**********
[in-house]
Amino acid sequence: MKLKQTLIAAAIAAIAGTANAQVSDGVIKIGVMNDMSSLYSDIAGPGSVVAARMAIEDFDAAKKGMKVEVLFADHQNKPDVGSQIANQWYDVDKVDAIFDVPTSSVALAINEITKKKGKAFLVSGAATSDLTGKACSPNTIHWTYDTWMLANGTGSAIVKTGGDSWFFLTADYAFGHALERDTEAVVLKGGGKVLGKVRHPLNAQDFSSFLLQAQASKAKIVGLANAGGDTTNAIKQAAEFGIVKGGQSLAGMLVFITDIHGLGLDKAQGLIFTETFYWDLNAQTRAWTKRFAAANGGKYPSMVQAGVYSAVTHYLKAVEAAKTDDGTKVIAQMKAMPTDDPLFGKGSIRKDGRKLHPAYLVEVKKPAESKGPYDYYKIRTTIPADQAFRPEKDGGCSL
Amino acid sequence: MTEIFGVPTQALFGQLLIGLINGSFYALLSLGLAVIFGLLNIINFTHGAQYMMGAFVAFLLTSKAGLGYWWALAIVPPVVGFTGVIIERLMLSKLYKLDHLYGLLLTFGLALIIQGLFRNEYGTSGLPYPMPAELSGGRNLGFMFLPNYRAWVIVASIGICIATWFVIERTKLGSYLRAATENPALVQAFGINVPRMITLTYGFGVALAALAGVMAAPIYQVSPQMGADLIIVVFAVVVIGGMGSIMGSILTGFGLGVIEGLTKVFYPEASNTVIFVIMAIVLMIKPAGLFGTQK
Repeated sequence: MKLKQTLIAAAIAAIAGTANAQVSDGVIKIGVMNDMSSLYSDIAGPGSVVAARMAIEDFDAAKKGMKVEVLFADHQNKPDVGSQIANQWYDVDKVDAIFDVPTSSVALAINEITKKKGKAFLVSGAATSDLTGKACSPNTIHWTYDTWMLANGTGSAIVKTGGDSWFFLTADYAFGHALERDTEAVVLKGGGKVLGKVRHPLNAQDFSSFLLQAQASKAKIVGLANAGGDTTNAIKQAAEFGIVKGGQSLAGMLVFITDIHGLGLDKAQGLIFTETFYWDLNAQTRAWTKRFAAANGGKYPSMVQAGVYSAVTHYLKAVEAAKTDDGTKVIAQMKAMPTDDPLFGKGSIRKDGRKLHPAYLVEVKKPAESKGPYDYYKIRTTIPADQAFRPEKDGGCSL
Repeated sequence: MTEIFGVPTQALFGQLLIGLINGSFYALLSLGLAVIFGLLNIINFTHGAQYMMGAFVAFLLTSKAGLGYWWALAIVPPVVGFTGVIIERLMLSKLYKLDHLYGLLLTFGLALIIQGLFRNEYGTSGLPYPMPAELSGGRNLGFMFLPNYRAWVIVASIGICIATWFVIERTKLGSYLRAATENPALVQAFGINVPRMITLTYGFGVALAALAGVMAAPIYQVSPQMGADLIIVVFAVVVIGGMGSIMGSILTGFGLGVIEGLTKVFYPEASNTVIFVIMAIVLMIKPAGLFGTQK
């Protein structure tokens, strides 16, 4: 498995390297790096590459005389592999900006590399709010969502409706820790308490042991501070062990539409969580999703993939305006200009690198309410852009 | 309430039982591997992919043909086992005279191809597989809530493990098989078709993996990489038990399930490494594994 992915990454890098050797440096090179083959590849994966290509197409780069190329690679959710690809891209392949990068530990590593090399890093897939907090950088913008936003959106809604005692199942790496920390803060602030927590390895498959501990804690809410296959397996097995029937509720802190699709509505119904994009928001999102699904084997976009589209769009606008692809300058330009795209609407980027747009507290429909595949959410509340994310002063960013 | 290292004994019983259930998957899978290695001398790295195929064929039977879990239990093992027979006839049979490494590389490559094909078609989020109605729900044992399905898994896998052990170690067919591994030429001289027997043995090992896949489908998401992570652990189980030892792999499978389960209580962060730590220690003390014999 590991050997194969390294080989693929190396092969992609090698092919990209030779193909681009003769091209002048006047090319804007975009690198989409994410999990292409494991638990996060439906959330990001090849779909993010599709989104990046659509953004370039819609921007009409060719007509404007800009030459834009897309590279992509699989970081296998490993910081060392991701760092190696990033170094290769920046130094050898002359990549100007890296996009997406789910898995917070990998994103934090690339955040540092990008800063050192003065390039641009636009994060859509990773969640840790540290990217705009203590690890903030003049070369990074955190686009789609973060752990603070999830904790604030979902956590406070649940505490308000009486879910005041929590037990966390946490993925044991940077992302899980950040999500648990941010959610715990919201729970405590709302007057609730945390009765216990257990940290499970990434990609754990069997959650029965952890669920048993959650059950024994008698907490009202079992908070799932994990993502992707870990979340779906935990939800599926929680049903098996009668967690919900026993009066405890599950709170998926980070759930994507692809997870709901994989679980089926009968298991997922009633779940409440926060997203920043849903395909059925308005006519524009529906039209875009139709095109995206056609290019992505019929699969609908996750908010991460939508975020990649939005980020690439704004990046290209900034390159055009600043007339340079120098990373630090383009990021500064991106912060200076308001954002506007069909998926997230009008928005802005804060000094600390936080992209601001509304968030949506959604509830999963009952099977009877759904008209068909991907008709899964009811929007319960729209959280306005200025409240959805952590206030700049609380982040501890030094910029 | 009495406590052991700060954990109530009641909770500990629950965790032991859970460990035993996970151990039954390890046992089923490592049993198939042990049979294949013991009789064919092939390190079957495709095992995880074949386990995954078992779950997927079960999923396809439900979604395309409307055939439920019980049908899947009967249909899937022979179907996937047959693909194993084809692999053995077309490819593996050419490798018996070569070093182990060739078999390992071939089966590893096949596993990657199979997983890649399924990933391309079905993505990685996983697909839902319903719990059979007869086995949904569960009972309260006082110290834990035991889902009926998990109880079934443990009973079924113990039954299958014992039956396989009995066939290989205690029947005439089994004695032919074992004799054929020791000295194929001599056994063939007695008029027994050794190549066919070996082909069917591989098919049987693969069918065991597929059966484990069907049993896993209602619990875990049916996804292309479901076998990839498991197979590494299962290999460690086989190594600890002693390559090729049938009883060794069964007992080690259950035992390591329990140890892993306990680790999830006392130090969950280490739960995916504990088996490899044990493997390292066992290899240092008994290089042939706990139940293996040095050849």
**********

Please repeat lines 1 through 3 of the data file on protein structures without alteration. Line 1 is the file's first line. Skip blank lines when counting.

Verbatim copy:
[in-house]
Amino acid sequence: MKLKQTLIAAAIAAIAGTANAQVSDGVIKIGVMNDMSSLYSDIAGPGSVVAARMAIEDFDAAKKGMKVEVLFADHQNKPDVGSQIANQWYDVDKVDAIFDVPTSSVALAINEITKKKGKAFLVSGAATSDLTGKACSPNTIHWTYDTWMLANGTGSAIVKTGGDSWFFLTADYAFGHALERDTEAVVLKGGGKVLGKVRHPLNAQDFSSFLLQAQASKAKIVGLANAGGDTTNAIKQAAEFGIVKGGQSLAGMLVFITDIHGLGLDKAQGLIFTETFYWDLNAQTRAWTKRFAAANGGKYPSMVQAGVYSAVTHYLKAVEAAKTDDGTKVIAQMKAMPTDDPLFGKGSIRKDGRKLHPAYLVEVKKPAESKGPYDYYKIRTTIPADQAFRPEKDGGCSL
Amino acid sequence: MTEIFGVPTQALFGQLLIGLINGSFYALLSLGLAVIFGLLNIINFTHGAQYMMGAFVAFLLTSKAGLGYWWALAIVPPVVGFTGVIIERLMLSKLYKLDHLYGLLLTFGLALIIQGLFRNEYGTSGLPYPMPAELSGGRNLGFMFLPNYRAWVIVASIGICIATWFVIERTKLGSYLRAATENPALVQAFGINVPRMITLTYGFGVALAALAGVMAAPIYQVSPQMGADLIIVVFAVVVIGGMGSIMGSILTGFGLGVIEGLTKVFYPEASNTVIFVIMAIVLMIKPAGLFGTQK